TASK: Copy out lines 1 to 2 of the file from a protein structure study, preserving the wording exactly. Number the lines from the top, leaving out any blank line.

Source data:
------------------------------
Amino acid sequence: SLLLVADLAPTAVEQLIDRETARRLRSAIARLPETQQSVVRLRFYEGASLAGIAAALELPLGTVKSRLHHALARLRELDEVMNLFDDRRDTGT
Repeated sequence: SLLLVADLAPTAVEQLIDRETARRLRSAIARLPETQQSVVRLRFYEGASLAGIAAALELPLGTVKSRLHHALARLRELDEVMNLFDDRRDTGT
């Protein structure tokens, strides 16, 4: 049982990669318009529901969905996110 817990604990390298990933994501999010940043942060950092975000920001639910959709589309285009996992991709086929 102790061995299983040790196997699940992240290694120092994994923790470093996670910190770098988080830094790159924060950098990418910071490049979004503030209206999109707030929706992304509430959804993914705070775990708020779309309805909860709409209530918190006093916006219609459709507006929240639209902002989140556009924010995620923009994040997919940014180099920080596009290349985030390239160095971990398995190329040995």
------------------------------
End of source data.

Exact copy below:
Amino acid sequence: SLLLVADLAPTAVEQLIDRETARRLRSAIARLPETQQSVVRLRFYEGASLAGIAAALELPLGTVKSRLHHALARLRELDEVMNLFDDRRDTGT
Repeated sequence: SLLLVADLAPTAVEQLIDRETARRLRSAIARLPETQQSVVRLRFYEGASLAGIAAALELPLGTVKSRLHHALARLRELDEVMNLFDDRRDTGT